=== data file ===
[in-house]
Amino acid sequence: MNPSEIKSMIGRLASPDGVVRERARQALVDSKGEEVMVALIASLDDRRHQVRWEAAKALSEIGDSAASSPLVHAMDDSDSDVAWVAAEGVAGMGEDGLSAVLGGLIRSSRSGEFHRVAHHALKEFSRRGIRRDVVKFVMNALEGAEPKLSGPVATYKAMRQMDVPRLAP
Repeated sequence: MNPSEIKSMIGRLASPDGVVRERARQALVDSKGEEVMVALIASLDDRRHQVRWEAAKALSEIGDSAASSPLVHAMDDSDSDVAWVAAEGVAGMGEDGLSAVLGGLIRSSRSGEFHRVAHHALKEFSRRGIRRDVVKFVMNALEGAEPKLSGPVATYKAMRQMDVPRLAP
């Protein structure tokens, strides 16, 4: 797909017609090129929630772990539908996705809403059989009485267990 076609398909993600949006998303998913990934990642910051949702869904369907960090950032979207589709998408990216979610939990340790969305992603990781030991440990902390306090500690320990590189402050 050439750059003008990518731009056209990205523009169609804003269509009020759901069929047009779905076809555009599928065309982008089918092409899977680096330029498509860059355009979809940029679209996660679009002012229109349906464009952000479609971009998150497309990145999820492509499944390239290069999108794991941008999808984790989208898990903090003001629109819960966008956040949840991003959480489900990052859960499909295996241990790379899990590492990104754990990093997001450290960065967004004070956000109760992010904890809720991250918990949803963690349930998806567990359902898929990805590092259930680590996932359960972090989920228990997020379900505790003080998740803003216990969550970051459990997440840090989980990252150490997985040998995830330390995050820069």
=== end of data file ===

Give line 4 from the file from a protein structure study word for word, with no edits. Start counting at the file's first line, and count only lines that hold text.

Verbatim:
């Protein structure tokens, strides 16, 4: 797909017609090129929630772990539908996705809403059989009485267990 076609398909993600949006998303998913990934990642910051949702869904369907960090950032979207589709998408990216979610939990340790969305992603990781030991440990902390306090500690320990590189402050 050439750059003008990518731009056209990205523009169609804003269509009020759901069929047009779905076809555009599928065309982008089918092409899977680096330029498509860059355009979809940029679209996660679009002012229109349906464009952000479609971009998150497309990145999820492509499944390239290069999108794991941008999808984790989208898990903090003001629109819960966008956040949840991003959480489900990052859960499909295996241990790379899990590492990104754990990093997001450290960065967004004070956000109760992010904890809720991250918990949803963690349930998806567990359902898929990805590092259930680590996932359960972090989920228990997020379900505790003080998740803003216990969550970051459990997440840090989980990252150490997985040998995830330390995050820069």